LONDON (Reuters) - Spirit Energy, backed by Centrica (CNA.L), has agreed to invest almost $400 million (£310.4 million) in exchange for 50 percent of Hurricane Energy’s (HUR.L) Greater Warwick Area (GWA) North Sea oil project, Hurricane said on Monday.
The deal aims to confirm 500 million barrels of reserves in the area west of Britain’s Shetland Islands which would be a major boost for the North Sea basin.
Hurricane, whose shares jumped as much as 15 percent to a one-year high on Monday, specialises in recovering oil from fractures in hard and brittle rock such as granite known as fractured basement reservoirs, which some see as a risky way to extract oil.
Currently there is no such field in production in Britain but Lundin Petroleum (LUPE.ST) last month announced good productivity from a fractured reservoir in the Norwegian North Sea.
“(The GWA project) offers a tremendous opportunity for Spirit Energy to participate in the early phases of resource maturation in one of the last known world-class oil development opportunities in the UK,” Chris Cox, Spirit Chief, said.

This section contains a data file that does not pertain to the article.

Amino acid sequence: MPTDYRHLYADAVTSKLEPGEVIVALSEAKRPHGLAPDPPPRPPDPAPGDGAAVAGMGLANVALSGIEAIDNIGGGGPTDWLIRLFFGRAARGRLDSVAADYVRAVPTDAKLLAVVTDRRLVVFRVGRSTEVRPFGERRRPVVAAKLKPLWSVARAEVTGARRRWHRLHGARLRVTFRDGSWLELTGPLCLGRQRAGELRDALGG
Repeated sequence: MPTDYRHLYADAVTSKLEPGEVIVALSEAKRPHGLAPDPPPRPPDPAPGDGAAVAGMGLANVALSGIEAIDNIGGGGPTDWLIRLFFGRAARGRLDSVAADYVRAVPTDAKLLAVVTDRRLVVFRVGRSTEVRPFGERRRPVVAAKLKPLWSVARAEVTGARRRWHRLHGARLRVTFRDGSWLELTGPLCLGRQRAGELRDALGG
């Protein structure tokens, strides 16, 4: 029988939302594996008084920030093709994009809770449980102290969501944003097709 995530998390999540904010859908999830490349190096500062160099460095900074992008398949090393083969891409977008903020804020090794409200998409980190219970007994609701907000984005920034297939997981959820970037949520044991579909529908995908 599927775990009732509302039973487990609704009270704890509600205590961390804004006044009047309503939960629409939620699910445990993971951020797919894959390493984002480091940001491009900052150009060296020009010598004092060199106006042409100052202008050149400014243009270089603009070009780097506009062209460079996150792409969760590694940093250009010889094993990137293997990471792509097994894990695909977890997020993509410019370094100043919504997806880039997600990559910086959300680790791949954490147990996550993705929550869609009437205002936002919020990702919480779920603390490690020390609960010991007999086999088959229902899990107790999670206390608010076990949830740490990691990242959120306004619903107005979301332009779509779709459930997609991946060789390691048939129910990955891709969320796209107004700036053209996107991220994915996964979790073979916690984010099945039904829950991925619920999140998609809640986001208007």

Hurricane and Spirit, which will eventually operate the GWA fields, target first oil from the project by 2020 and aim to make a final investment decision for the first phase of full field development by 2021, shaving years off initial projections.
Spirit will provide up to $180.6 million for the first three GWA wells, with further payments based on the progress of the project.
Hurricane’s next goal is early production from the adjacent Greater Lancaster Area (GLA), which is expected in the first half of next year.
It will start looking for a partner and operator for GLA after a year of output using the Aoka Mizu floating production and storage unit (FPSO)”This deal (on GWA) does not change that aspiration. What this deal does, is it means that we are in a much stronger position to negotiate with a future potential partner (for GLA),” said Hurricane Chief Executive Robert Trice.
One of the wells on the GWA, due to be drilled next year, will be tied back to the Aoka Mizu, allowing for the crossreading of data on the two areas to gain clues about future production.
Hurricane also hopes that linking the two projects will double the Aoka Mizu’s capacity to around 40,000 barrels per day.
Hurricane hopes to confirm by 2025 that both projects will add net reserves of 750 million barrels to its portfolio.
“In our view, this is a major step forward with a credible industry player transacting ahead of first oil from Lancaster,” RBC said in a note about the GWA deal.
Centrica owns 69 percent of Spirit Energy, whose other shareholders comprise Stadtwerke München and Bayerngas GmbH.
Additional reporting by Ron Bousso; editing by Jason Neely and Kirsten Donovan